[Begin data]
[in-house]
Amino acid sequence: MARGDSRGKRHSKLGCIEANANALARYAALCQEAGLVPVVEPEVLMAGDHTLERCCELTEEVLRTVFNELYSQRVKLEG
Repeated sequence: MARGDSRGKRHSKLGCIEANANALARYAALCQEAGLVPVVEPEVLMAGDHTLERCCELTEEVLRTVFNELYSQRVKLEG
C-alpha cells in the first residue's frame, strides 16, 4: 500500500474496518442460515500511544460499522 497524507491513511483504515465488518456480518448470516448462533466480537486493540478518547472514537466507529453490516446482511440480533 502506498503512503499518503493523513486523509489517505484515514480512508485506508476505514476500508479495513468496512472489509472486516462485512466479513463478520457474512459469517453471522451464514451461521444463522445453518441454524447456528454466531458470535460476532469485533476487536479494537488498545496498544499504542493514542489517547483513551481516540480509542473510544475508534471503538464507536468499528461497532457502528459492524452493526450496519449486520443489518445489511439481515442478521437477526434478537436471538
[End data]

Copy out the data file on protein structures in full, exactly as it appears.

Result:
[in-house]
Amino acid sequence: MARGDSRGKRHSKLGCIEANANALARYAALCQEAGLVPVVEPEVLMAGDHTLERCCELTEEVLRTVFNELYSQRVKLEG
Repeated sequence: MARGDSRGKRHSKLGCIEANANALARYAALCQEAGLVPVVEPEVLMAGDHTLERCCELTEEVLRTVFNELYSQRVKLEG
C-alpha cells in the first residue's frame, strides 16, 4: 500500500474496518442460515500511544460499522 497524507491513511483504515465488518456480518448470516448462533466480537486493540478518547472514537466507529453490516446482511440480533 502506498503512503499518503493523513486523509489517505484515514480512508485506508476505514476500508479495513468496512472489509472486516462485512466479513463478520457474512459469517453471522451464514451461521444463522445453518441454524447456528454466531458470535460476532469485533476487536479494537488498545496498544499504542493514542489517547483513551481516540480509542473510544475508534471503538464507536468499528461497532457502528459492524452493526450496519449486520443489518445489511439481515442478521437477526434478537436471538